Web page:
After a very brief period for repairs, residents living on the south side of the Caney River were again lulled to sleep by the rumbles of the mill wheels grinding flour throughout the night. Jacob Muller leased and operated the Bartles’ mill as the “Bartlesville Roller Mill” producing “High Patent” flour. In 1904, Muller flew into a jealous rage, shot his wife six times and was imprisoned for life. The mill continued to operate through 1907 under the name “Riverside Roller Mill” with Carl Washington Hymer as manager and then sat quiet for a number of years.

Herb Sheller came to Bartlesville as a sign painter in 1903. He established the Sheller Sign System in Bartlesville and was well known for the finer signs on businesses and office doors. One of his early hobbies was photography and he took a photograph of the Carr/Bartles mill from the Johnstone Park area. Sheller’s photo has become the supporting documentation of the west entrance of the millrace showing the dynamo generator and, most importantly, has allowed us to uncover the operation of the mill which he described from his personal observations: “The mill wheel run flat under floor.” Which indicates the mill operated as a water turbine, thus no visible mill wheel.

In September 1908, the County Commissioners rented the old thirteen-room “Bartles’ Hotel,” previously operated as the Thurston Hotel, for $25 a month, for use as a county poor house.

Reportedly, Joe Bartles had been offered over 1.2 million dollars for his father’s mill and out buildings consisting of 35-year old seasoned walnut lumber; however, the childhood sentiment was closer to his heart than the cash. He politely declined, saying: “Boys, as she stands there, she isn’t worth tearing down; she brings in no rent, but my father meant’r to stand, and til the timbers rot away, she is not for sale.”

However, after Joe’s marriage to Miss Edith Ross of Oklahoma City on June 18, 1913, he had a change of heart. That September, Bartles had the mill dismantled and the walnut lumber was hauled to Dewey for use in his new home.

John Demetry Bitinis was a Greek immigrant who arrived in Indian Territory in 1906 and his early employment was selling ice-cream downtown from a horse-drawn wagon. He married Eunice Warehime in 1913 and the couple purchased the “Old Bartles farm” from Joe Bartles in 1923.

The Bitinis’ and their five children lived in the old Bartles’ Thurston Hotel on the east side of Bartles Road while building their home on the Bartles’ store/home foundation along the river bank. Veshelo John "Shela" Bitinis, the last of the six Bitinis children was born September 1925 in Bartles’ Thurston Hotel.

Their home construction began during the record 1926 flooding, “which left Bartlesville an island,” and they completed the building early spring 1927. One of the grinding stones from the old Bartles’ mill became a doorstep for their home. The doorstep was in the care of Shela Bitinis Ward in her later years, while another set of stones are on exhibit at Dewey’s Tyler Memorial Library.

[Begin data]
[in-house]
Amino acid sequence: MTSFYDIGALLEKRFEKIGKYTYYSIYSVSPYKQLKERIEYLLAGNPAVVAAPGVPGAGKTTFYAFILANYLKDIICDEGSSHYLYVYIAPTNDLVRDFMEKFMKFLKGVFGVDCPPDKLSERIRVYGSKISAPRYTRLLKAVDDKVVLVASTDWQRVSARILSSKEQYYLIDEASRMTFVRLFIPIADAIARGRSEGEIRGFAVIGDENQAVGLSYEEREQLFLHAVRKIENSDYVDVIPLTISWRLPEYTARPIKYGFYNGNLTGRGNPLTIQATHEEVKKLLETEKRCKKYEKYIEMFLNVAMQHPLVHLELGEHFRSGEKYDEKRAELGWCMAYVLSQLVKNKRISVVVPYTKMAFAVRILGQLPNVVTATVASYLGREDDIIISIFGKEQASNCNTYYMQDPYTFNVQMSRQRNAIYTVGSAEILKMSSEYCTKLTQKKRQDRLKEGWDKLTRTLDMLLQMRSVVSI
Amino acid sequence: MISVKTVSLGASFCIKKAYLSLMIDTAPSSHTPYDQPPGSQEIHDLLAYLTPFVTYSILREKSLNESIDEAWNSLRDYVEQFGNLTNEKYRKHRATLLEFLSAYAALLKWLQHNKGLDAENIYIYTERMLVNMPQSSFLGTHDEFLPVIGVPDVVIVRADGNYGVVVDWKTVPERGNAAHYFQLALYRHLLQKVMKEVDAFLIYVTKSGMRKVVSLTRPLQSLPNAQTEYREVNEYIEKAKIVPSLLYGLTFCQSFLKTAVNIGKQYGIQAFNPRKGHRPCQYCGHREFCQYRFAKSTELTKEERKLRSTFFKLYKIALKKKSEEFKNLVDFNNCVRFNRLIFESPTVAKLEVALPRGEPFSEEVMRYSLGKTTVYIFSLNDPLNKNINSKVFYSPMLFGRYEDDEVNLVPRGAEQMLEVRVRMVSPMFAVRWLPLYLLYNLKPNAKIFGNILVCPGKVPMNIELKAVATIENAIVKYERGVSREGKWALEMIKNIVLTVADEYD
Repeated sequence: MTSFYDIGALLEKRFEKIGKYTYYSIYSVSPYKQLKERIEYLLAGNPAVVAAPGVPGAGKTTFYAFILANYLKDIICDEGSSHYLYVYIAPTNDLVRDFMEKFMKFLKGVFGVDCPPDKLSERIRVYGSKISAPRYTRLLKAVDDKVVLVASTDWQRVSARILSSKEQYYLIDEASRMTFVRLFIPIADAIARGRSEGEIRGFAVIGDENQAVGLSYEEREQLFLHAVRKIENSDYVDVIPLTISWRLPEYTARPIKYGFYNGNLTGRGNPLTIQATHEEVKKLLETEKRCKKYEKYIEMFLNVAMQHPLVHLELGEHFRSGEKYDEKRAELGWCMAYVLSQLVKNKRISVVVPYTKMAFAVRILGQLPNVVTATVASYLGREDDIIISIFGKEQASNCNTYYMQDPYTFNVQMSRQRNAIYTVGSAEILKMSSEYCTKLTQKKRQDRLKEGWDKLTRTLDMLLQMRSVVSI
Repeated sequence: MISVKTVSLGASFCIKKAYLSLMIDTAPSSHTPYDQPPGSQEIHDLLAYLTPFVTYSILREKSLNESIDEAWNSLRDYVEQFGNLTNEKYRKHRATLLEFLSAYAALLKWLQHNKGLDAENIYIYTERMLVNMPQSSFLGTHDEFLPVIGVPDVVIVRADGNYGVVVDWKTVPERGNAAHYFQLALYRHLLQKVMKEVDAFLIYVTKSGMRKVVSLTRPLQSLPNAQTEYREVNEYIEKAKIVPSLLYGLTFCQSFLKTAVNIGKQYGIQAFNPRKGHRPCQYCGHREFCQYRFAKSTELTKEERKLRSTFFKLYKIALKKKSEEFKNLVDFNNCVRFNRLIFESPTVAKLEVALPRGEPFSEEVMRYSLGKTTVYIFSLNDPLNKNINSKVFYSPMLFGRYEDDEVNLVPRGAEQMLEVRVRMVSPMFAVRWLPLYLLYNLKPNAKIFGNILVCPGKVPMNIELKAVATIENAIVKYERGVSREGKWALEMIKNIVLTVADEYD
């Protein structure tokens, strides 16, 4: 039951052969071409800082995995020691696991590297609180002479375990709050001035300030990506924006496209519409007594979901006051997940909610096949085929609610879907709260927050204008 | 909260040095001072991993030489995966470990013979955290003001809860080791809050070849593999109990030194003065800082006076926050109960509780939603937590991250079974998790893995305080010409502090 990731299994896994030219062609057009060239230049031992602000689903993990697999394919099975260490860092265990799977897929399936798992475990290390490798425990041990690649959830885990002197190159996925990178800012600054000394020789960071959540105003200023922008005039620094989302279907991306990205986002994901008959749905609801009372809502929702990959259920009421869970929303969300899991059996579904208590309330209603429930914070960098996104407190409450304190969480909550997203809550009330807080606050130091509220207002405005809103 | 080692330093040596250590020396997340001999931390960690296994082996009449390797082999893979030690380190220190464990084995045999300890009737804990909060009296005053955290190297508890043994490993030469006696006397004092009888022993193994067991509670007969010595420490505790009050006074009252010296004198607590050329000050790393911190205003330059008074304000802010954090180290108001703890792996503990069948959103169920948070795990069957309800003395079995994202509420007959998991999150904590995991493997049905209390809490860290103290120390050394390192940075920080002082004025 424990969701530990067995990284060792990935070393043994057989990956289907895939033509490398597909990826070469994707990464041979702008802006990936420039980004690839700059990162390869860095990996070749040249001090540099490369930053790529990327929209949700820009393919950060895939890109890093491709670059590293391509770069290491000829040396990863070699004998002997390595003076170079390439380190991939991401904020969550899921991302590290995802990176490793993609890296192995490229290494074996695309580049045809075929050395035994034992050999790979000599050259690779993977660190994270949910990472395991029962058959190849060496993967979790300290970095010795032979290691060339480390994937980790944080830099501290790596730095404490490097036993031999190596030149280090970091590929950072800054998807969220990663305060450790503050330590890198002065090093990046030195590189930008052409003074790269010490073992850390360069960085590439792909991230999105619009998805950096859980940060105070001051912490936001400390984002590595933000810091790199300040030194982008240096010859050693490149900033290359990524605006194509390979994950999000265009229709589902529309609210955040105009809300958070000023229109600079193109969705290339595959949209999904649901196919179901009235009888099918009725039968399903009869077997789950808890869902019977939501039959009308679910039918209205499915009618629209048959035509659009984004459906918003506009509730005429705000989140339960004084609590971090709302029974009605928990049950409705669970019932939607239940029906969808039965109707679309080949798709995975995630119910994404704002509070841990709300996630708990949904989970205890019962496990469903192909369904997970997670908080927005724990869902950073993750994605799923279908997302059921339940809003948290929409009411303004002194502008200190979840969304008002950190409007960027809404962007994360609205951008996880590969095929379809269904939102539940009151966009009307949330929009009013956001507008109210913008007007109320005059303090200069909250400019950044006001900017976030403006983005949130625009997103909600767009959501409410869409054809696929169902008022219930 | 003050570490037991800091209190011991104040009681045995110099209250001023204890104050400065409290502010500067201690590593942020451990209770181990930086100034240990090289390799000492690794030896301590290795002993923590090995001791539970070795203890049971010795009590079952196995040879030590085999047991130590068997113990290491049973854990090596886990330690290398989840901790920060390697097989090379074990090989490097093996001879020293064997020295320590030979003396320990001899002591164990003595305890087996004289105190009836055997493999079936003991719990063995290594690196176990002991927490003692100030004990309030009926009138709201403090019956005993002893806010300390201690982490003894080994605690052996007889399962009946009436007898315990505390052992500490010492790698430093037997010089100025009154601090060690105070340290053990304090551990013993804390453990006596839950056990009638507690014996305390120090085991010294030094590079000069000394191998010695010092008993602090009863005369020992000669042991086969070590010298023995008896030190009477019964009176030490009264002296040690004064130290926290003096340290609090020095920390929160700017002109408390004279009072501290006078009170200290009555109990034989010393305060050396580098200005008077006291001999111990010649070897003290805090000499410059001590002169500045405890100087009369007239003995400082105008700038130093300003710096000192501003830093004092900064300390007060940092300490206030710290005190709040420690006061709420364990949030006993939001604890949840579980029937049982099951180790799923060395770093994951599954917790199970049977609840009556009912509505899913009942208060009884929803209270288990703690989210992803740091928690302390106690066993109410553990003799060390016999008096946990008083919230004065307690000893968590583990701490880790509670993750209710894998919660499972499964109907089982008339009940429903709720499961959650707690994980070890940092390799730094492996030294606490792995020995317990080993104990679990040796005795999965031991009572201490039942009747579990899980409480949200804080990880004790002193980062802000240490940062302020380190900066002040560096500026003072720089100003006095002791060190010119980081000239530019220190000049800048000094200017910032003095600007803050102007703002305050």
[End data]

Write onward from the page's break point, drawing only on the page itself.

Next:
Living and working along the Caney River as self-employed gardeners, the Bitinis’ supplied their own vegetable stand along Bartles Road and the Warehime open-air vegetable stand across from Murphy’s Steak House on Frank Phillips Blvd. During the Great Depression, the Bitinis’ employed local workers to help feed area needy families from their garden in Bartles’ grove.

During the life of John Bitinis, “Bitinisville” was a thriving business community with a BBQ restaurant, Bitinis Service Station, Bitinisville Night Club and the Johnstone Park Tourist Camp with cottage rental for overnight guests. Shela also operated a very “lucrative root beer stand” at that location. After John’s death in 1958, the Bitinis “empire” fell to ruins, ending nearly a century of “Pioneers of the Caney.”

But one more thing! It was a blustery winter morning on December 6, 1950 when the silence of the early morn was broken by the whaling sirens of the Dewey and Bartlesville Fire Departments advancing towards the fully engulfed Pioneer Building — Bartles’ store/home. The firemen worked throughout the day and into the following day to extinguish one of the “hottest fires in history.” The solid walnut building, one of Washington County’s oldest landmarks, had stood the test of time and travel, but succumbs to carelessness.

Local resident, C.R. Shriver witnessed the event and said, “The Pioneer Building was a tavern with a grill and rooms rented upstairs. Someone had an open flame stove that caught the building on fire. I vividly remember the building burning; it was bitterly cold, the fire bell went off and we watched from the old bank building corner. The building was completely consumed. The walnut lumber just burned and burned. A week later it was still smoldering and smoking. They pushed the debris into the basement.”

One of the most important business, political and social centers in Washington County was Bartles’ Pioneer Building. The building held years of memories and the half basement was full of Joe Bartles’ memorabilia — early photographs, taxidermy trophies, family heirlooms and the remnants of Joe Bartles’ WWI airplane factory. All lost!

In the years that followed, the corner has been occupied by the Bowersock Grocery store and currently the Tom Mix Museum.

Originally published June 2020 by bmonthly Magazine. Reprinted with permission.

Special thanks to Debbie Neece of the Bartlesville Area History Museum for writing this article, and her commitment to keeping history alive in Bartlesville.